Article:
For those activities that fail to qualify for an exception or exclusion to the Export Control Laws, it is the policy of Washington University to take all reasonable precautions necessary to prevent unlawful access to ITAR- and EAR-controlled technologies by non-U.S. persons. Investigators will take all measures prescribed by law or required by the University’s Export Control Manager to prevent unlicensed foreign nationals from gaining access to ITAR- and EAR-controlled technology, including, when appropriate, the development and implementation of a Technology Control Plan to document the safeguards the University has put in place to prevent such access. When an export-control license is required by law, no research or other activity will commence until the license is obtained.
Export Control Manager
The University’s Export Control Manager (ECM) will be responsible for export control oversight, including the development of training, education and assessment tools, and the implementation of policies and procedures to assure the University’s ongoing compliance with the Export Control Laws. The ECM will work in partnership with faculty and administrators to assure that the University’s export compliance procedures adequately address the University’s obligations under the Export control Laws. When appropriate, the ECM will assist faculty in obtaining export control licenses for foreign nationals working on export controlled projects, or assist them in developing a Technology Control Plan to restrict unlawful access to such technologies. The ECM will also undertake such other compliance activities as are authorized under the ECM’s Delegation of Authority.
The University Provost will be the Institutional Official and Empowered Official for all export compliance purposes.
Faculty & Investigators
University investigators and faculty, in consultation with the ECM, bear primary responsibility for assuring export compliance for all their research, teaching, clinical or other University activities. The specific export responsibilities for investigators and faculty are set forth in the University’s Export Control Roles and Responsibilities document, as are the roles and responsibilities of the University’s administrative offices, area specific compliance offices and other University offices and personnel. Any questions regarding the University’s export control policy or the University’s expectations under the Roles and Responsibilities should be directed to the ECM at OVCRExportCompliance@wustl.edu.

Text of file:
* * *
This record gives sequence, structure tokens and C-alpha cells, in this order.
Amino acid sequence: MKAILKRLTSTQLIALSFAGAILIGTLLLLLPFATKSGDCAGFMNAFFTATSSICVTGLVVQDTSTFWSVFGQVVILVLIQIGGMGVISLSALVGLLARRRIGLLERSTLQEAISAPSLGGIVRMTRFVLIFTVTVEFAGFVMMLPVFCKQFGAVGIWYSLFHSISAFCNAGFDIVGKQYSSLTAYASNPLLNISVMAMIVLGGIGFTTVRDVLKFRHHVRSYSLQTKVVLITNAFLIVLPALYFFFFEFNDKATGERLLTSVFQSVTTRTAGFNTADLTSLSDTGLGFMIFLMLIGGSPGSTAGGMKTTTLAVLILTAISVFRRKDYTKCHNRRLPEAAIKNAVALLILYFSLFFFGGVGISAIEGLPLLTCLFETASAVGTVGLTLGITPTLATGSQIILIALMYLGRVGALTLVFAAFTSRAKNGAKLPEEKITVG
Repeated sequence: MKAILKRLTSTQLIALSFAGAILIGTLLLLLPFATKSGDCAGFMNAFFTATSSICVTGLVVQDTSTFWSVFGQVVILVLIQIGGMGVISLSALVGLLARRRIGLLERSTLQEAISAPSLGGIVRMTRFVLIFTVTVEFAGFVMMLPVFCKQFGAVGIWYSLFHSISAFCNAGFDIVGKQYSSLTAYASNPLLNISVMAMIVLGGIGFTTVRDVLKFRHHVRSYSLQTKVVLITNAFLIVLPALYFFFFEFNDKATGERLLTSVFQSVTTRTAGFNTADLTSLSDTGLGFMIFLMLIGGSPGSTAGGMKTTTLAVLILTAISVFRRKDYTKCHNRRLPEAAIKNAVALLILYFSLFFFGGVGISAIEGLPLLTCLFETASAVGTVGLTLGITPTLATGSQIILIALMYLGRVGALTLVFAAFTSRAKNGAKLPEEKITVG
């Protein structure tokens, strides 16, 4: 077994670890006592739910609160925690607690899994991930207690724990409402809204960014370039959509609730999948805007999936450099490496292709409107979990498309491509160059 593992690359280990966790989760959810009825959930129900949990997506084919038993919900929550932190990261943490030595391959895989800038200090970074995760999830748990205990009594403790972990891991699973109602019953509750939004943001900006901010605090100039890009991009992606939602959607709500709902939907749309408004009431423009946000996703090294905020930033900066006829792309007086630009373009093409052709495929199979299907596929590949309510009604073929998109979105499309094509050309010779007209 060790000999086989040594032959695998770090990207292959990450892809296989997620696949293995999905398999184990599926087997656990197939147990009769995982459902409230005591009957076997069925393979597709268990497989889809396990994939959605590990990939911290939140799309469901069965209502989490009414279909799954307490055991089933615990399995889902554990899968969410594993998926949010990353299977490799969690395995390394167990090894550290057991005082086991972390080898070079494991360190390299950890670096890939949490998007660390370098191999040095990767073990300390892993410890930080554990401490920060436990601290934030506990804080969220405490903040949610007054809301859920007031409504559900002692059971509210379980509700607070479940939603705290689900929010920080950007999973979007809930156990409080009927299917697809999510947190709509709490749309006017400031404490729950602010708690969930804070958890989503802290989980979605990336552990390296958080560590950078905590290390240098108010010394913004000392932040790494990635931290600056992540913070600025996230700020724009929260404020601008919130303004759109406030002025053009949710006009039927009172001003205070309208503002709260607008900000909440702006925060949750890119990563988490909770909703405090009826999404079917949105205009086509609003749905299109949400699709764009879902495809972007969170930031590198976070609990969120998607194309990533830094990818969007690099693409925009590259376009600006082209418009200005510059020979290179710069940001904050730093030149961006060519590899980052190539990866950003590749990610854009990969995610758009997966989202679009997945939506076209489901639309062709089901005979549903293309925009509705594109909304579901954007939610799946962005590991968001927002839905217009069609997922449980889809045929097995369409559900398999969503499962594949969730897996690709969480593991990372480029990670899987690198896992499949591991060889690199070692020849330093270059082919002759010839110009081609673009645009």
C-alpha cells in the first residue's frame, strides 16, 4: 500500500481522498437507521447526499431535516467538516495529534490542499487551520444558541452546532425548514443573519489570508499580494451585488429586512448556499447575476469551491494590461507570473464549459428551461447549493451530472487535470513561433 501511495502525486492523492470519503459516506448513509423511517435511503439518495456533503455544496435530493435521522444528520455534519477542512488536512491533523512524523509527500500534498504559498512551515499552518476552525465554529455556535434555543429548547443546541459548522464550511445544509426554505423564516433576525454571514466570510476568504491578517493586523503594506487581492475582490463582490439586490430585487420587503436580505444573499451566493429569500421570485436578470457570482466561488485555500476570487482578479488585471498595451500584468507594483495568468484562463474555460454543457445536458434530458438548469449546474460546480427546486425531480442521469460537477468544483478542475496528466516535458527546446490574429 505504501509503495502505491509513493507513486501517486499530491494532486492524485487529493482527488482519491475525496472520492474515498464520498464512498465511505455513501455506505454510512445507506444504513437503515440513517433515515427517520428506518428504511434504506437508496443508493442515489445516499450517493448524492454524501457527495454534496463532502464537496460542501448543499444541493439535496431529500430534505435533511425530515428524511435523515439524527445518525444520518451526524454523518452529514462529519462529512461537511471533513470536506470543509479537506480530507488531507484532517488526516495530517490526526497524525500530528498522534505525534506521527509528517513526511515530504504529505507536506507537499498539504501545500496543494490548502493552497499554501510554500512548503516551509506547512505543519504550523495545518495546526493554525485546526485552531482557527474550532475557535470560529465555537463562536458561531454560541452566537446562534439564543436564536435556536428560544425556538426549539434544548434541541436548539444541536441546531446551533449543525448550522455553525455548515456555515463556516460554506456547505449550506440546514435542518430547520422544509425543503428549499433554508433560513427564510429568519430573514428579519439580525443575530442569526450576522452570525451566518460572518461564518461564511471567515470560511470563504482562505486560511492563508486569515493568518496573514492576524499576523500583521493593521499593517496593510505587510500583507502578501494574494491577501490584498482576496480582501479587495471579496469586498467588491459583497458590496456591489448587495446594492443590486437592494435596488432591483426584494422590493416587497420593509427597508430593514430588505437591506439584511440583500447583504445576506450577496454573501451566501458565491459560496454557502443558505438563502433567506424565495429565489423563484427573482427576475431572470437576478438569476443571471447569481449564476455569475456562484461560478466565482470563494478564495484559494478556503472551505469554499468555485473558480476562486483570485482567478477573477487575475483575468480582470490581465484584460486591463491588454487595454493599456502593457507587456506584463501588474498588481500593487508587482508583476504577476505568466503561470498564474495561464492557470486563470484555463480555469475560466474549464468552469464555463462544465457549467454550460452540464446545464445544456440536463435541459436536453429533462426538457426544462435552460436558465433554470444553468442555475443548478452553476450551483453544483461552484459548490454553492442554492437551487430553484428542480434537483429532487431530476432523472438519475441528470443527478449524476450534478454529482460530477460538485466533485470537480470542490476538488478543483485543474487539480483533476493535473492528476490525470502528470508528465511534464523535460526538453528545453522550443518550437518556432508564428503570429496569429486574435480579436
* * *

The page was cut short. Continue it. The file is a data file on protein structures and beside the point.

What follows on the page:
Central Administrative and Compliance Offices
Each central administrative and area specific compliance office will be responsible for assuring the University’s export compliance with respect to that specific office’s areas of control or responsibility. The ECM shall work with each such office to develop internal export control procedures. The internal procedures may be modified from time to time as is necessary to assure the University’s ongoing compliance with the Export Control Laws.
For a more detailed description of roles and responsibilities please see the Roles and Responsibilities page.
Export Control Licenses
Faculty may on occasion engage in research or other activities that require foreign nationals to have access to ITAR- or EAR-controlled technologies. In all such cases an export license must be obtained from the Department of State or Department of Commerce prior to allowing foreign nationals access to the controlled technology or controlled technical information. Faculty should be aware that the application process can take from three to six months, depending on which agency has jurisdiction, the nature of the technology, and the foreign national’s country of origin. There are no guarantees that a license will be granted. Inquiries about the licensing of foreign nationals should be directed to the Export Control Manager (ECM) at OVCRExportCompliance@wustl.edu.